TAoN No. 103: On connecting with your local environment. And more.
I mentioned last time that I’d just read Jenny Offill’s Weather — a great read, recommended — but I wanted today to bring up another pointer from the book.
In one passage she borrows a few lines from “Where You At? A Bioregional Quiz.”I wasn’t familiar with this, so I looked into it, and it’s pretty cool.
In short, it’s a set of 20 questions to test how well you know your region — the land, the deep history, its natural characteristics. Some of the questions are great all-purpose observational prompts. A few examples:
What was the total rainfall in your area last year (July-June)?
Name five edible plants in your region and their season(s) of availability.
From what direction do winter storms generally come in your region?
On what day of the year are the shadows the shortest where you live?
Name five grasses in your area. Are any of them native?
Name five resident and five migratory birds in your area.
What species have become extinct in your area?
What spring wildflower is consistently among the first to bloom where you live?
You get the idea. The whole list is here. I admit that I fared very poorly on this quiz; nature is not my strong point.
But it gave me an idea:
Pick one of the questions you don’t know the answer to — and make it a point to learn what that answer is. After you’ve mastered that, move on to a new question.
A couple of notes. First: another one of the questions on the list jumped out at me:
How many days til the moon is full?
“Track the Moon” is a prompt in the book, and often when I give talks I ask if anybody knows what phase the moon is in. (Most, of course, don’t.) This is an idea I got from Douglas Rushkoff, but to me the deeper point is just to add some recurring connection to nature to your life. (As I’ve mentioned, my main one is keeping an eye on the elevation of the Mississippi — quite low for a while now, if you’re curious — and how many ducks are hanging out at one particular spot.)
Second, Jenny Odell writes some about “bioregionalism” in her book How to Do Nothing: Resisting the Attention Economy, endorsing the practice of “observation and recognition of what grows where, as well as an appreciation for the complex web of relationships among those actors.” She essentially argues that this connection to the physical world, especially nature, should shape our attention and perception. (Or at least that’s my understanding of what she wrote.)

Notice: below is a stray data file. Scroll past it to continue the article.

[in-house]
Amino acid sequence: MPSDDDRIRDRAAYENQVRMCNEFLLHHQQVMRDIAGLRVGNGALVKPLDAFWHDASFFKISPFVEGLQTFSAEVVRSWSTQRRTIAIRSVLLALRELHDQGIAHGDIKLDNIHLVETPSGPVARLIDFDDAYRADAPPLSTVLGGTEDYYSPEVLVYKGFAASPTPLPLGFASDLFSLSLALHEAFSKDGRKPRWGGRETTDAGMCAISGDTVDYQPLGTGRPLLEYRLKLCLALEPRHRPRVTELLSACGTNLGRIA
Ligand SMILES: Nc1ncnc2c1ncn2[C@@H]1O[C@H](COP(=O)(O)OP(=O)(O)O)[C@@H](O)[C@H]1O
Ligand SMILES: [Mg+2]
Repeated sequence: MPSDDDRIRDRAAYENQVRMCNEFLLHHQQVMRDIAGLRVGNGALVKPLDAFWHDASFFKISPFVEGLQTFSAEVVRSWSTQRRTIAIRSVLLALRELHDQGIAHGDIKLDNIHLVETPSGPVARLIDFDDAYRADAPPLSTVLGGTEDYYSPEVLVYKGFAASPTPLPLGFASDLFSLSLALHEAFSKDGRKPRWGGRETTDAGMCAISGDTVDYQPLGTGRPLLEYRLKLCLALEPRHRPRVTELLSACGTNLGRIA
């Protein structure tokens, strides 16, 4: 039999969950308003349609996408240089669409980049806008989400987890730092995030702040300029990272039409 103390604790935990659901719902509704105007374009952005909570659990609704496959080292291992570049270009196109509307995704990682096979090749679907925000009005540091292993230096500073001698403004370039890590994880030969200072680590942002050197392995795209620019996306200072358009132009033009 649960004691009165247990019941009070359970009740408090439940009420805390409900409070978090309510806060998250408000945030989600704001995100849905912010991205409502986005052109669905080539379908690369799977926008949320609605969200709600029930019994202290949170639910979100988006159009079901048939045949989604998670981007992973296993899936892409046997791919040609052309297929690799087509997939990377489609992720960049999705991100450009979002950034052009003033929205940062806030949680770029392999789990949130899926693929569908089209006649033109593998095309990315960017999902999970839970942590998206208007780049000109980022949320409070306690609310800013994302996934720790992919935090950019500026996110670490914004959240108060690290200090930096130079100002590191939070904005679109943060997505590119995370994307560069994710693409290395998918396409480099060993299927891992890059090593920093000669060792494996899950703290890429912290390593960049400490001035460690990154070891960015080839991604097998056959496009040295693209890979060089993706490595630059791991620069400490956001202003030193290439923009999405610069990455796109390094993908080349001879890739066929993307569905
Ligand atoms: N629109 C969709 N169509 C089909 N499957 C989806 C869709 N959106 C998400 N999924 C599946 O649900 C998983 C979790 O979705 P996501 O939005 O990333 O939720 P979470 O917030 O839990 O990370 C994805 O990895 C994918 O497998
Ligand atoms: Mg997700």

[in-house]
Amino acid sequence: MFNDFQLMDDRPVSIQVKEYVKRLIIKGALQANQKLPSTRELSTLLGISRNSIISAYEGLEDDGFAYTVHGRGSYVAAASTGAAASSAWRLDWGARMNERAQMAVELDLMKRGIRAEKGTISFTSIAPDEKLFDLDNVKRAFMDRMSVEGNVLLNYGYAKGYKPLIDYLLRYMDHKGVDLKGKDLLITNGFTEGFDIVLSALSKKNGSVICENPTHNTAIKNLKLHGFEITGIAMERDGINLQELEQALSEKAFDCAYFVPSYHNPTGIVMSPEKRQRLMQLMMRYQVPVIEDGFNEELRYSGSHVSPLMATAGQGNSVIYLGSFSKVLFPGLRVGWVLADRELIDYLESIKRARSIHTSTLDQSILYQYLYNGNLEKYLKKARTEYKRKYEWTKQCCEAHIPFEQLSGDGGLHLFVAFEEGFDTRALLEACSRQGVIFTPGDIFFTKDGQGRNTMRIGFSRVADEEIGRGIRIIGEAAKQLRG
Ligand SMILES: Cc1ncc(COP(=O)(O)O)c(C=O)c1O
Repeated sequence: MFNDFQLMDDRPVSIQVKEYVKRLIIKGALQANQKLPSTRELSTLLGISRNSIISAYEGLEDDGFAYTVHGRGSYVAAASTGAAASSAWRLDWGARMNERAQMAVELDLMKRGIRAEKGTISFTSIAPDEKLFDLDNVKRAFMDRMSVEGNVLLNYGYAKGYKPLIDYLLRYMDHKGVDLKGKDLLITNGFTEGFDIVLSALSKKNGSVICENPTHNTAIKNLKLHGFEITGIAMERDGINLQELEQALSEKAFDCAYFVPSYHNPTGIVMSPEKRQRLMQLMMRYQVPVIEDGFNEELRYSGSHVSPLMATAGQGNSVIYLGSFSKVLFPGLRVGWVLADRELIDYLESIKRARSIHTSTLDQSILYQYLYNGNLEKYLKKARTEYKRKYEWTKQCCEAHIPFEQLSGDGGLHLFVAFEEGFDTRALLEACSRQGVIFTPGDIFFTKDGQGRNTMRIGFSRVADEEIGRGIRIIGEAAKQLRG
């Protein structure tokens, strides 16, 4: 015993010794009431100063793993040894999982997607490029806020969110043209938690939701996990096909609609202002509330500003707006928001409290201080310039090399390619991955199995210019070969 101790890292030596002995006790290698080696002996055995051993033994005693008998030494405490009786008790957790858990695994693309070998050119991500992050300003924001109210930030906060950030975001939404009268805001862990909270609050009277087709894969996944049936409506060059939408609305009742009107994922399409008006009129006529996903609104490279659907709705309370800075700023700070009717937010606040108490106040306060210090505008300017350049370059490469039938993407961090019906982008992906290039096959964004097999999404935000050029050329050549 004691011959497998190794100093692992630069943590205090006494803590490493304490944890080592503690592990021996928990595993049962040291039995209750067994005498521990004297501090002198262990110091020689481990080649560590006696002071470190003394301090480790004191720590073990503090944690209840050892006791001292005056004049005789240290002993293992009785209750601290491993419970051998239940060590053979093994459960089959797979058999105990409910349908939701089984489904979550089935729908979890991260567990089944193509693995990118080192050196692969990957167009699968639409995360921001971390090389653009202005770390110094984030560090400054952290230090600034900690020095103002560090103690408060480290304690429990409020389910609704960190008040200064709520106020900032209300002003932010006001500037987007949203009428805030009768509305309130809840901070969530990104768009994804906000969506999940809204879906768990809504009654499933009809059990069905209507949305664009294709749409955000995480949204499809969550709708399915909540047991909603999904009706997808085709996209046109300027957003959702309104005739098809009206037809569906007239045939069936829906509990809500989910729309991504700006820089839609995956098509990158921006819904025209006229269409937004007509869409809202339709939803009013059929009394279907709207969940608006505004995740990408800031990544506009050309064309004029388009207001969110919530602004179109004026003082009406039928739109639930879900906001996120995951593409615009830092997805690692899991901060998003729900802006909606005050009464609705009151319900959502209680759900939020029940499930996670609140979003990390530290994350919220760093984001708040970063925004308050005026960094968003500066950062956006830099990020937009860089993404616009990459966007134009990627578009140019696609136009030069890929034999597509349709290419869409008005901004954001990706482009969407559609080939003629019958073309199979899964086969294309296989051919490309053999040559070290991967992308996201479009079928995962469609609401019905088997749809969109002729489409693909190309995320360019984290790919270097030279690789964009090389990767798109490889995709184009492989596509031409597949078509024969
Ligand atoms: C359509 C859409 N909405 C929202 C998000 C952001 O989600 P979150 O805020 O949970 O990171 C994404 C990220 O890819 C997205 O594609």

Third and finally, I wanted to highlight my favorite item on the “Where You At?” list:
From where you're reading this, point north.
The whole quiz, again, is here.
—> Note: Icebreaker of the Week will return next time
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I wrote for Fast Company about a new headache for streaming companies: “mercenery streamer” customers (like me) who sign up for one thing and promptly quit. Read it here.
As a follow-up to last week’s post: Here’s a nice NYT essay on “thin places,” defined by writer Eric Weiner as “locales where the distance between heaven and earth collapses and we’re able to catch glimpses of the divine, or the transcendent or, as I like to think of it, the Infinite Whatever.” (Thx Alysha!)
In this Morning Brew interview, Michael Lewis explains how he fends off “superstitions” around his writing practice, like needing to be in a certain place or some such: “I try to break it up, so that I don't allow myself to ever fall into such a routine that the routine becomes a crutch.”
David Zinn (below) is, among other talents, a Hero of Noticing. (More in Thursday’s issue for paid subscribers.)
Okay that’s it!
As always, I value your feedback (suggestions, critiques, positive reinforcement, constructive insults, etc.), as well as your tips or stories or personal noticing rituals, things we need a word for, and of course your icebreakers: email@example.com. Or use the comments
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And thanks for reading …
All this by Rob Walker PO Box 171, 748 Mehle St., Arabi LA 70032
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Developed by Leonard Charles, Jim Dodge, Lynn Milliman, and Victoria Stockley, and I gather originally published in Coevolution Quarterly 32, from winter 1981